Hello clean-air-and-climate friends:

Our effort to get on the 2020 ballot fell short, but we’re going to try again for 2022, and to see why you only need to look at the effort to force a referendum on the tax reform bill that was passed last month: the backers of the referendum have an incredibly hard task (the same 116,000 signatures we needed, but they only have 45 days—until next Tuesday—and all of their signatures must be collected by volunteers) and I confess that I’d totally written them off, but fortune favors the brave, and now that Harmon’s and Associated Food Stores and the Utah PTA are on board perhaps they can pull it off. The bottom line is that you never know whether a campaign is going to take off, and if grocery stores are opposed to the tax bill’s effort to increase the sales tax on groceries then perhaps they’ll support a future campaign to use carbon tax revenue to eliminate the sales tax on groceries! (PS. If you want to join the referendum effort then here’s a link, but you might first want to study and think about the bill: it’s complicated, and there are good parts and bad parts. For example, from the perspective of our Clean The Darn Air proposal, the part of the tax reform bill that increases the sales tax on groceries is bad, but the part that adds sales tax to motor fuels is good.)

Looking back on our effort to make the 2020 ballot: We got over 27,000 valid signatures, which means that we talked to tens of thousands of voters and that we have some great data on what we need to do to get past the finish line next time! Many thanks to everyone who volunteered on the campaign, especially the terrific effort by folks in Moab, including 250 Club members Mary Moran and Travis Nauman; folks in Logan, including 250 Club members Al Forsyth, Brad Kropp and Kathy Gantz, Jack Greene, and SOSNR students at USU, plus 1000 Club member Charles Ashurst; and folks in the Ogden/SLC/Provo area, including 250 Club members Anil Seth, Callie Northrup, Graham Goodman, Hillary Carrier, Hillary Craig, Jack Bloom from UCAN, Joel Ban, Joey Cauceglia, Justin Saxton, Kelsey Carston, Madi O’Neal, Ronan Carrier, Sarah and Addie Thacker, and Tim Woodruff, plus 1000 Club members Bob Cieri, Kaitlin McLean, Kelly Kerr, Roger B, and yours truly (Yoram Bauman), plus 5000 Club members Colleen Farmer and Dave Carrier. Thank you!! (And if I’ve accidentally left anybody out then please holler :)

Looking ahead to 2022: In a previous post we laid out two options to get on the Nov 2022 ballot. Option #1 was to file in Feb 2020 (next month!) and gather signatures from earl April to late December of 2020; Option #2 was to file in December 2020 and gather signatures from mid February to early November of 2021. In the past weeks we’ve learned from the Lt Gov’s office that the signature totals needed to make the 2022 ballot will be determined by turn-out in the Nov 2020 election, so that pretty much eliminates Option #1 because we’d be “flying blind”, i.e., collecting signatures without knowing how many we needed until after we’d finished. In addition, it will help to have the rest of this year to explore policy options, so we’ve started that process as well. We’re brainstorming right now, so please chime in with ideas to add to the list below! Comments on the ideas in this list are also welcome via email and/or on the blog, but brainstorming works best without too many critical comments, so try to keep it positive :)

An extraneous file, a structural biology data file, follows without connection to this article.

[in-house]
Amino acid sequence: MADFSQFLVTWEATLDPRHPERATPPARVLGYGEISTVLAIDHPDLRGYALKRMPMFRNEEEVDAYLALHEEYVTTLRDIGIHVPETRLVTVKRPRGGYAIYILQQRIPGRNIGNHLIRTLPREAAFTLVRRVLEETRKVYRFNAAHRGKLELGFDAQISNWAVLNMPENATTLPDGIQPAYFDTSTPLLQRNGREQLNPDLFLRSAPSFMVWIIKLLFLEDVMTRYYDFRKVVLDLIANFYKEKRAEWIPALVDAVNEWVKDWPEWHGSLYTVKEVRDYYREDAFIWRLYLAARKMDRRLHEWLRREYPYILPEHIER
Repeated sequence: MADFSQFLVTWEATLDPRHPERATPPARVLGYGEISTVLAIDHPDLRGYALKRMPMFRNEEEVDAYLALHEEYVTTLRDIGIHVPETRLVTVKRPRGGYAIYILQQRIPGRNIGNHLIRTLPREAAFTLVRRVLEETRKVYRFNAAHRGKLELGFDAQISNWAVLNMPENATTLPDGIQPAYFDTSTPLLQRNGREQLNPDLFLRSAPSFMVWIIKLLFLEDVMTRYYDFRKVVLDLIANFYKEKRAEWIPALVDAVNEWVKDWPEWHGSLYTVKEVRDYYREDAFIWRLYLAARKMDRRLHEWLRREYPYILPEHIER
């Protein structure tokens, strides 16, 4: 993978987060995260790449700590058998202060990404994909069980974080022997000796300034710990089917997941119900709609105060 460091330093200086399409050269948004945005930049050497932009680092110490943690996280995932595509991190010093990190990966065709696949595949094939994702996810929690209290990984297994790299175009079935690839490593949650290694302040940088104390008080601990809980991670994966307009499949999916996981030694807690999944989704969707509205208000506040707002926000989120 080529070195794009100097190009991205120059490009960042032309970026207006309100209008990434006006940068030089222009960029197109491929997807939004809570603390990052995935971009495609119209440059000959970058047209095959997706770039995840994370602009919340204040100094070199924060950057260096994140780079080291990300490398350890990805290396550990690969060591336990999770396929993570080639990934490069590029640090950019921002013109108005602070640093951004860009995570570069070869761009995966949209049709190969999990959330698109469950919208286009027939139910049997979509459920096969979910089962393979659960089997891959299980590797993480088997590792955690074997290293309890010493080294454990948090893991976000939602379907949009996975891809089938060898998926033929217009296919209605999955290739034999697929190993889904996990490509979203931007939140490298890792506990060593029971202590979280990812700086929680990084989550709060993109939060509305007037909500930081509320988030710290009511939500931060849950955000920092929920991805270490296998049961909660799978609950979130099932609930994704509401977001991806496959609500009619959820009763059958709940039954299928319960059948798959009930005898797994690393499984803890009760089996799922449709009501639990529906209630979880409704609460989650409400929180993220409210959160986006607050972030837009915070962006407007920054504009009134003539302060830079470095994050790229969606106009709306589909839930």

1. Renewable Portfolio Standard / Clean Electricity Standard: Mandate that (say) 50% of Utah’s electricity come from zero emissions sources by 2030. (Perhaps related to a bill that Rep. Ray Ward is working on?)
  2. Wealth tax or high-income tax to fund clean air and clean energy efforts. (Could also fund tax cuts and/or rural economic development, similar to the proposal we were pushing last year.)
  3. Tax on coal and/or coal-fired power to fund clean air efforts and rural economic development, with a target date of 2030 for having this revenue stream dry up. (This is somewhat similar to the proposal we were pushing last year, but instead of a broad carbon tax there’s just a tax on coal; unlike in that proposal there’s no permanent reduction in existing taxes—because the revenue stream is likely to dry up—but it might be possible to include some temporary tax relief, e.g., funding for an Earned Income Tax Credit match if there’s sufficient revenue.)
  4. Mandate that the state meet the targets from the recent Gardner Institute report (local air pollution 50% below 2017 levels by 2050, CO2 emissions 25% / 50% / 80% below 2005 levels by 2025 / 2030 / 2050) and delegate to Utah Dept of Environmental Quality all the details about how to do it.
  5. Allocate surplus General Fund revenues to public transportation.
  6. Ban new construction of gas hook-ups (as in other locations).
  7. Securitization” to facilitate earlier closure of coal plants.